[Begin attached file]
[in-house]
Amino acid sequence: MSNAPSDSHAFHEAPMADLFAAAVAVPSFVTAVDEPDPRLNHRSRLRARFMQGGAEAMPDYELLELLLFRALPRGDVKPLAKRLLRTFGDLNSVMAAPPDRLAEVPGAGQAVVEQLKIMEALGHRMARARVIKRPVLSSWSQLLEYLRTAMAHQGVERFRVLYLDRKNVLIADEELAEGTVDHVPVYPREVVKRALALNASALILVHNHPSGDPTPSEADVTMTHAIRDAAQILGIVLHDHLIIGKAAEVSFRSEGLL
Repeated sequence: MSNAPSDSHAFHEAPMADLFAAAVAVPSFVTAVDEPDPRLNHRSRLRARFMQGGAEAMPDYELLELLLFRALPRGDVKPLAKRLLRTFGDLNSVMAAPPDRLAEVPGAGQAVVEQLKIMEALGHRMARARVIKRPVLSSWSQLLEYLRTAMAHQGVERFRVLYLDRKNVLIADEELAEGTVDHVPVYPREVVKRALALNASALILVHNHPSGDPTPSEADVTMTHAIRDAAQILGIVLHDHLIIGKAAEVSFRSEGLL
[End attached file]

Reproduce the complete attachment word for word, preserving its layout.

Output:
[in-house]
Amino acid sequence: MSNAPSDSHAFHEAPMADLFAAAVAVPSFVTAVDEPDPRLNHRSRLRARFMQGGAEAMPDYELLELLLFRALPRGDVKPLAKRLLRTFGDLNSVMAAPPDRLAEVPGAGQAVVEQLKIMEALGHRMARARVIKRPVLSSWSQLLEYLRTAMAHQGVERFRVLYLDRKNVLIADEELAEGTVDHVPVYPREVVKRALALNASALILVHNHPSGDPTPSEADVTMTHAIRDAAQILGIVLHDHLIIGKAAEVSFRSEGLL
Repeated sequence: MSNAPSDSHAFHEAPMADLFAAAVAVPSFVTAVDEPDPRLNHRSRLRARFMQGGAEAMPDYELLELLLFRALPRGDVKPLAKRLLRTFGDLNSVMAAPPDRLAEVPGAGQAVVEQLKIMEALGHRMARARVIKRPVLSSWSQLLEYLRTAMAHQGVERFRVLYLDRKNVLIADEELAEGTVDHVPVYPREVVKRALALNASALILVHNHPSGDPTPSEADVTMTHAIRDAAQILGIVLHDHLIIGKAAEVSFRSEGLL